Cooler, but dry weather will settle in for the second half of the weekend on Sunday ahead of an upcoming wet week.
After some recent wet weather, the weekend will end on a dry and slightly cooler note as a high pressure system settles into the region.
A northwest breeze Sunday will create AccuWeather RealFeel® temperatures in the lower 60s for much of the afternoon, about 10 degrees lower than Saturday afternoon.
No weather-related travel issues, for either ground or air travel, will occur Sunday.
Monday is likely to be the nicest day of next week ahead of a large and slow-moving storm forecast to move in from the Central states.
That storm has the potential to bring rounds of soaking rain, locally strong thunderstorms and chilly conditions over several days. Temperatures much of the time, on most days will be in the 50s.
Content contributed by Andy Mussoline, AccuWeather Meteorologist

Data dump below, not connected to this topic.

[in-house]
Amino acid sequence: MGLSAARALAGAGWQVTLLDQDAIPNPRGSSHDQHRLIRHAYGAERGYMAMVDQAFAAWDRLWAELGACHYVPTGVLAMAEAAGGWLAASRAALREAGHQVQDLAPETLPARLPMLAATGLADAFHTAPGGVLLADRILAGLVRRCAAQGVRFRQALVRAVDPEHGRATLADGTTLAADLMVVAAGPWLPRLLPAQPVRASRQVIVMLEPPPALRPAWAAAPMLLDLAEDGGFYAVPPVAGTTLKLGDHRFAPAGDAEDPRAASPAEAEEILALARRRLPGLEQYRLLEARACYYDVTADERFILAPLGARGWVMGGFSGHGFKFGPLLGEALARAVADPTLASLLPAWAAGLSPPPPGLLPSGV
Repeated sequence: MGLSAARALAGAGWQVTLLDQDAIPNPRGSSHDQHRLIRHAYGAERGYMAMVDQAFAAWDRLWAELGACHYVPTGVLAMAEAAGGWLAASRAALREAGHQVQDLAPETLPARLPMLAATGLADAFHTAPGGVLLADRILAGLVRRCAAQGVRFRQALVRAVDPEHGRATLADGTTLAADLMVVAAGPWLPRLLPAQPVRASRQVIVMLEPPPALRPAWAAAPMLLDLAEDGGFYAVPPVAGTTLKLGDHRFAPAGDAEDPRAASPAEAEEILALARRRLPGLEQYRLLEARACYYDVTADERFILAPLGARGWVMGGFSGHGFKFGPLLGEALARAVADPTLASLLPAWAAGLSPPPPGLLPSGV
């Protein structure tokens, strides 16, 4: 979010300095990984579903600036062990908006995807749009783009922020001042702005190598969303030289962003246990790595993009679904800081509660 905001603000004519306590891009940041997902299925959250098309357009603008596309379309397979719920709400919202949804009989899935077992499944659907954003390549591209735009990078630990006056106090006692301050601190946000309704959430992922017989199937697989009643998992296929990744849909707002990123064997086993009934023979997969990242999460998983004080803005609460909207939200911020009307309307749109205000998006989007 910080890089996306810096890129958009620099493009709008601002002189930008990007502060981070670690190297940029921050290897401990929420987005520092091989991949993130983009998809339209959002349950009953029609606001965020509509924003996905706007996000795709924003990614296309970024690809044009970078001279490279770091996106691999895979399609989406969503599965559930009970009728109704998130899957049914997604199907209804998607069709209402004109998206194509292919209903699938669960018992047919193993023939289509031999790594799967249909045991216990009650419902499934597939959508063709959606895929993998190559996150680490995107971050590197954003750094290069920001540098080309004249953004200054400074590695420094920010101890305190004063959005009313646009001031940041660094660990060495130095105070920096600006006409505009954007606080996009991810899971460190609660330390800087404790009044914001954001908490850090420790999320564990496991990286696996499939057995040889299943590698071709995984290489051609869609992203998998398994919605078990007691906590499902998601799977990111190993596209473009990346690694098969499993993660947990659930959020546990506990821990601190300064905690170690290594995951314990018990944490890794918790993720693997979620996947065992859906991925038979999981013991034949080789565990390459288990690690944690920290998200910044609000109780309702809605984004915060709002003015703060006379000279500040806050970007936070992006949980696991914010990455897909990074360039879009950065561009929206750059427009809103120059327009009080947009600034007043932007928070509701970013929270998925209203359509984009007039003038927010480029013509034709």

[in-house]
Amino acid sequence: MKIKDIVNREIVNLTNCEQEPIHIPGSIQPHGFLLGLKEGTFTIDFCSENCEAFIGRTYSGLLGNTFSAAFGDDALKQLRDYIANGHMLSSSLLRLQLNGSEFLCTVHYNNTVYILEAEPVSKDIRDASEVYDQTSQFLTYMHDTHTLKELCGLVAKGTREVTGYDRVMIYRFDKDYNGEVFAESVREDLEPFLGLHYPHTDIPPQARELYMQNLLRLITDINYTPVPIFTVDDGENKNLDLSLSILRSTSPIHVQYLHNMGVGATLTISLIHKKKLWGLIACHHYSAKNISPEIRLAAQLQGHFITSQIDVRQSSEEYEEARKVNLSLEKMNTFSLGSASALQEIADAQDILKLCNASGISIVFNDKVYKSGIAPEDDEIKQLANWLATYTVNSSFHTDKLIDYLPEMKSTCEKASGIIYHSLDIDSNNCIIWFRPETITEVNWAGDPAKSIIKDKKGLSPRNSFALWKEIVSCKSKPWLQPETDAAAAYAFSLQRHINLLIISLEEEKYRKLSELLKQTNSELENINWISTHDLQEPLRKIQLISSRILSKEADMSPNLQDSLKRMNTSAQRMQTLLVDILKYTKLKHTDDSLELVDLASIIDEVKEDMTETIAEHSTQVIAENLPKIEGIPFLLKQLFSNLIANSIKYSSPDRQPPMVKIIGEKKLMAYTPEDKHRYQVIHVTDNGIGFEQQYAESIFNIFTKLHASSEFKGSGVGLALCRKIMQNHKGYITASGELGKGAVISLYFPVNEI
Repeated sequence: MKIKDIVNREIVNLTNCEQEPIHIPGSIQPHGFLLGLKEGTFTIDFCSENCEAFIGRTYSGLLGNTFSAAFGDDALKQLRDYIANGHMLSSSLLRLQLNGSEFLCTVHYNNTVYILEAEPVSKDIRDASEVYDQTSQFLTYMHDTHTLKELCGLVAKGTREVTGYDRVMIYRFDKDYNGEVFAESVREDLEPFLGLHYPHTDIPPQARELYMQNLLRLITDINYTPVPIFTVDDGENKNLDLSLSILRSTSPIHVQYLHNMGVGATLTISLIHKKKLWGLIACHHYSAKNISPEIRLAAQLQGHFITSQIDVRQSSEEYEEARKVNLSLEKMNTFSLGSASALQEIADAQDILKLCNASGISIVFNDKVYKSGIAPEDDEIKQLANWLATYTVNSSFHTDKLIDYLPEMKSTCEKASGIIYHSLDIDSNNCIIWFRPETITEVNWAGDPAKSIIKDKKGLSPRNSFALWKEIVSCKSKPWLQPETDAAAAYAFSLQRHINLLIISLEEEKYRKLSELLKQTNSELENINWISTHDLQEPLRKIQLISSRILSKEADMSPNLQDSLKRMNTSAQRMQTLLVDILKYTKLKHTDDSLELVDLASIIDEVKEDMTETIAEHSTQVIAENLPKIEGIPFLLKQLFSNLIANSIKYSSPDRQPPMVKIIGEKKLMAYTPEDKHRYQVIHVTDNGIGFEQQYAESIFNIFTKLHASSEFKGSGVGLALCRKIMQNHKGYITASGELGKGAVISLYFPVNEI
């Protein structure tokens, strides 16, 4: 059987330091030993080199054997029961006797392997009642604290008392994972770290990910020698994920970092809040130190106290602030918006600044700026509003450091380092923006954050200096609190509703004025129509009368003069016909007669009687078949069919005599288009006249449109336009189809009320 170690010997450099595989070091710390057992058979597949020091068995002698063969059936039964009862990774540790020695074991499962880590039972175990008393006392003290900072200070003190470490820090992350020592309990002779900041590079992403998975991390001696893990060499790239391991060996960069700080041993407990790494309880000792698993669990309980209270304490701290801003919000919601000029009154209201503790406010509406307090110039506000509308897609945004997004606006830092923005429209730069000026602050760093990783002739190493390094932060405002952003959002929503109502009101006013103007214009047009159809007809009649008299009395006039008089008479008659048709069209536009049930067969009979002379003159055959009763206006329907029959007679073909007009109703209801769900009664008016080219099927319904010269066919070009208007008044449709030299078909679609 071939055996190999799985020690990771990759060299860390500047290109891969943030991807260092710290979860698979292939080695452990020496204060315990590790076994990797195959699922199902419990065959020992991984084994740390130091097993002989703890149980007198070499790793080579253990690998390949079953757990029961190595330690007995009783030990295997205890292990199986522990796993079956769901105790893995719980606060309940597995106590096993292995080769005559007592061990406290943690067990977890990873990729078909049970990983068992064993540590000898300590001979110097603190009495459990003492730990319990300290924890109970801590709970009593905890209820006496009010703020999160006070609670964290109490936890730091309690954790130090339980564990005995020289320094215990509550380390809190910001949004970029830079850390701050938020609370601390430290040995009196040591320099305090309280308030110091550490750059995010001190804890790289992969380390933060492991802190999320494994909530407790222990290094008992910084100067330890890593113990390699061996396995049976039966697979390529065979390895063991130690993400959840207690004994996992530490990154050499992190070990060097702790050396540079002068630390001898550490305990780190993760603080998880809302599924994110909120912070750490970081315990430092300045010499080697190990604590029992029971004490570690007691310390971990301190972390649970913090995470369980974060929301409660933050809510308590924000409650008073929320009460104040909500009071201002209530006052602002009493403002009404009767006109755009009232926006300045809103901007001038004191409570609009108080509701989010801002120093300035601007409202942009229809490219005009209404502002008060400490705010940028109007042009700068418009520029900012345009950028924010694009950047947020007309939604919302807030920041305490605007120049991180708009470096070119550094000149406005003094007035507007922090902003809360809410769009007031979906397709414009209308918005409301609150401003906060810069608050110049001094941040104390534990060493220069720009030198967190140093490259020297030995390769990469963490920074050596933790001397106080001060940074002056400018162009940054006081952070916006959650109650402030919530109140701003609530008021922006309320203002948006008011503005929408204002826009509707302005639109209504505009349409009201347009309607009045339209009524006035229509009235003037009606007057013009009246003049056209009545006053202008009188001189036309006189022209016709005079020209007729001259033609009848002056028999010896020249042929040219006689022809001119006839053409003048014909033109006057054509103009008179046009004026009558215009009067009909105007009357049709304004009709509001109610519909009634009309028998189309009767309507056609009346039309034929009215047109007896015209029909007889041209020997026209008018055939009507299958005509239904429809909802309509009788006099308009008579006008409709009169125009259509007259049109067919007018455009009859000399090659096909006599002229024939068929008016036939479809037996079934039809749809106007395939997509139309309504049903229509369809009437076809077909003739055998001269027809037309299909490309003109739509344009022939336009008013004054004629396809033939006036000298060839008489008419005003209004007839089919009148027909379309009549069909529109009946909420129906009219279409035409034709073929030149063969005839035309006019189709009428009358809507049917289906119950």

Matthew will become a hurricane in the Caribbean by this weekend and may approach the U.S. during next week.
It will feel like an extended winter for those living from the northern Plains to the eastern U.S., as cold and snowy conditions last longer than normal.
Persistent downpours will raise the flood risk in part of the mid-Atlantic into Friday, while rain will spread over the balance of the northeastern United States into the weekend.
The final day of September will bring a rare lunar event that hasn’t occurred since March of 2014, a Black Moon.
The holiday weekend will start on an unsettled note, but the weather should improve by Day of German Unity celebrations on Monday.
Improving weather over the next several days will aid officials in battling wildfires across California.
St. Louis, MO (1927)
Tornado 300 feet across with a 4-mile path crossed river. Twister killed 72, caused $22 million damage. Total of 81 dead from outbreak and $25 million damage.
Colorado Springs (1959)
A storm produced 28 inches of snow.
Reno, NV (1982)
Snow fell for the first time in 93 years in the month of September. Town received 1.5 inches the night before, surpassing the old record of 0.5 inches set back in 1889.